2. When despair for the world grows in me and I wake in the night at the least sound… I come into the peace of wild things who do not tax their lives with forethought of grief.

      I needed this.

    3. According to this process, people first declare themselves to be followers of Christ, and then they assume that whatever they say or do merits the adjective ‘Christian.

      I think this is ultimately what Rachel Held Evans had a problem with, and possibly what most people that say the church is hypocritical have a problem with.

  3. May 2019
    1. Of all the abominable transactions, which sully the pages of history none exceed in enormity that of the dismemberment and partition of Poland, by the three great Contental Powers of Russia, Austria, and Prussia. --Ages may pass away, and centuries roll around, but as long as human records endure all mankind will unit in execrating the rapacious and detestable deed.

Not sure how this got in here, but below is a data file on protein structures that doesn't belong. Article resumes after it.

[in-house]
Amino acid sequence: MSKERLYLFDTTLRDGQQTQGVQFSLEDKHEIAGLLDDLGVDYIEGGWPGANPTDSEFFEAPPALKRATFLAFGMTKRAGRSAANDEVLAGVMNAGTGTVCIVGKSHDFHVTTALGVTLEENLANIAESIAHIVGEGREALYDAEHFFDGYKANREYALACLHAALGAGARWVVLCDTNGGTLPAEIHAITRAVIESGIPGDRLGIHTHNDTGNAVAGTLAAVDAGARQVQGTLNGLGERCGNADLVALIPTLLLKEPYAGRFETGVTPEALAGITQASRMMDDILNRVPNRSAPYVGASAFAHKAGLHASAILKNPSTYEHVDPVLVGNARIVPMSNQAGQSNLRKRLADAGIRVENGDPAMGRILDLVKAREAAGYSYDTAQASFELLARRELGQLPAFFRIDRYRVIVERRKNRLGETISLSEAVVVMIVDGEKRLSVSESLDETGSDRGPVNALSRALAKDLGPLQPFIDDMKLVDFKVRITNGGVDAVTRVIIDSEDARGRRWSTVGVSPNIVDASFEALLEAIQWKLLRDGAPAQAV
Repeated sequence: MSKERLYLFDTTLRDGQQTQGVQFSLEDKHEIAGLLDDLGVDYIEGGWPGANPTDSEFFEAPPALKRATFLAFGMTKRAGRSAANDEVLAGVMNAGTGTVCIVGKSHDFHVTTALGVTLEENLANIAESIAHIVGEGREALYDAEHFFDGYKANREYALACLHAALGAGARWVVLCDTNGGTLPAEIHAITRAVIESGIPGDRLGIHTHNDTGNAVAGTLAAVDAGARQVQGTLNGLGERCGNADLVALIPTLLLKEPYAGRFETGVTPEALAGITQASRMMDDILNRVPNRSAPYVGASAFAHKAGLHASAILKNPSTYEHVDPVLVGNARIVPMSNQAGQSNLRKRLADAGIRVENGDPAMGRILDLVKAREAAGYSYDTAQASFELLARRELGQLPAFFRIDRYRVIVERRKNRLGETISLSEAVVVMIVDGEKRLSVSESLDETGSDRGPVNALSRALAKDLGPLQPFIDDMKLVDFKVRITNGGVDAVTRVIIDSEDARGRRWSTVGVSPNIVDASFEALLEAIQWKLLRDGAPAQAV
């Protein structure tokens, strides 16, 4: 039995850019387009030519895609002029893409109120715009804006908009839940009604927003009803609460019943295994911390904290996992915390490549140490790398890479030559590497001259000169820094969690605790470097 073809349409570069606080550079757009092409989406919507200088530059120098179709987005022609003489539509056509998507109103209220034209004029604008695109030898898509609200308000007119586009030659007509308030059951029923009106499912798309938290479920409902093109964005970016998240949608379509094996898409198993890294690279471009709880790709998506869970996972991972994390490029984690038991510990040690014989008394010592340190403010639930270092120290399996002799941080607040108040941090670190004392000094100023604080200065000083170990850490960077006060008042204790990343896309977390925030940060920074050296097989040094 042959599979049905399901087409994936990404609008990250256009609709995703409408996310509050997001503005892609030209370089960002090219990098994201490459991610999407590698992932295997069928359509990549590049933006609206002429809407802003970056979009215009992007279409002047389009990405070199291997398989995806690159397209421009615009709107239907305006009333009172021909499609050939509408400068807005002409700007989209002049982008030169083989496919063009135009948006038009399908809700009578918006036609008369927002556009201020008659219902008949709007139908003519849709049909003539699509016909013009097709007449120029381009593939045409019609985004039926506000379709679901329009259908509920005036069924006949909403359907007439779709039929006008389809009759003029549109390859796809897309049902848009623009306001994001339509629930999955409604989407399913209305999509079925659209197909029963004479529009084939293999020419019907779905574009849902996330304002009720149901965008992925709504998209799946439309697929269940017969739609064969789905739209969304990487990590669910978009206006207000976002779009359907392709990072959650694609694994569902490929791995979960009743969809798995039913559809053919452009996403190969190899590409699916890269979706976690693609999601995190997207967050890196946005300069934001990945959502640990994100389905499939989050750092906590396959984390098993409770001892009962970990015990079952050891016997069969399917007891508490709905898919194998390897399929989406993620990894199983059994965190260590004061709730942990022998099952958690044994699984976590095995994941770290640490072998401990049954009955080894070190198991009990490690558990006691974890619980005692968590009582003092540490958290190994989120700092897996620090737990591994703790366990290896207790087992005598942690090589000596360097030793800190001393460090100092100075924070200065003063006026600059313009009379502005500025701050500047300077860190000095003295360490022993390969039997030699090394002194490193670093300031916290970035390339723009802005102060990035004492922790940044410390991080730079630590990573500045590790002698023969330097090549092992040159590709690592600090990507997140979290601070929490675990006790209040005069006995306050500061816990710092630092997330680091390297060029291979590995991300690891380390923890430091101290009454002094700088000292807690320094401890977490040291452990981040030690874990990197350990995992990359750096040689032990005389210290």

...I hate to break it to you but my history education has not lived up to your predictions, good sir.

    2. Is every Mexican, without regard to color or caste, per capitum, to exercise the elective franchise?

      is he saying they need an electoral college, or that he doesn't know how to classify them based on skin color the way America does?

    3. Those, whom God and Geography have pronounced should live asunder, could never be permanently and harmoniously united together. I wonder how he feels about Texas. Or a lot of places.